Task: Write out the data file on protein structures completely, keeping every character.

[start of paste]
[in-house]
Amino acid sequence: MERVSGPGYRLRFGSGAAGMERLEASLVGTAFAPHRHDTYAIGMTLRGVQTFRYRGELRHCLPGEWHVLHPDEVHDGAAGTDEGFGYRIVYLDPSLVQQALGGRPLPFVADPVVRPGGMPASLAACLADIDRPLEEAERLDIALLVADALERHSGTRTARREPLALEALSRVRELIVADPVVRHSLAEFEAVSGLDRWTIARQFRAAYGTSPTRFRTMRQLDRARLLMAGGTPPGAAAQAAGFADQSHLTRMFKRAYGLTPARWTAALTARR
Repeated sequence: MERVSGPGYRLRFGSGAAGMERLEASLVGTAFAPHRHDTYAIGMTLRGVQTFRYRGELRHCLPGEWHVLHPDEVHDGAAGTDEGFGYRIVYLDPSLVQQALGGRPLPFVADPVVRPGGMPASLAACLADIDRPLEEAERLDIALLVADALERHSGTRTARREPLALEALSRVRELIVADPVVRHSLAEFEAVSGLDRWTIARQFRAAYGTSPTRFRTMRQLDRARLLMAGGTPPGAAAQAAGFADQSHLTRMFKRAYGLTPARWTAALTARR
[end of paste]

[in-house]
Amino acid sequence: MERVSGPGYRLRFGSGAAGMERLEASLVGTAFAPHRHDTYAIGMTLRGVQTFRYRGELRHCLPGEWHVLHPDEVHDGAAGTDEGFGYRIVYLDPSLVQQALGGRPLPFVADPVVRPGGMPASLAACLADIDRPLEEAERLDIALLVADALERHSGTRTARREPLALEALSRVRELIVADPVVRHSLAEFEAVSGLDRWTIARQFRAAYGTSPTRFRTMRQLDRARLLMAGGTPPGAAAQAAGFADQSHLTRMFKRAYGLTPARWTAALTARR
Repeated sequence: MERVSGPGYRLRFGSGAAGMERLEASLVGTAFAPHRHDTYAIGMTLRGVQTFRYRGELRHCLPGEWHVLHPDEVHDGAAGTDEGFGYRIVYLDPSLVQQALGGRPLPFVADPVVRPGGMPASLAACLADIDRPLEEAERLDIALLVADALERHSGTRTARREPLALEALSRVRELIVADPVVRHSLAEFEAVSGLDRWTIARQFRAAYGTSPTRFRTMRQLDRARLLMAGGTPPGAAAQAAGFADQSHLTRMFKRAYGLTPARWTAALTARR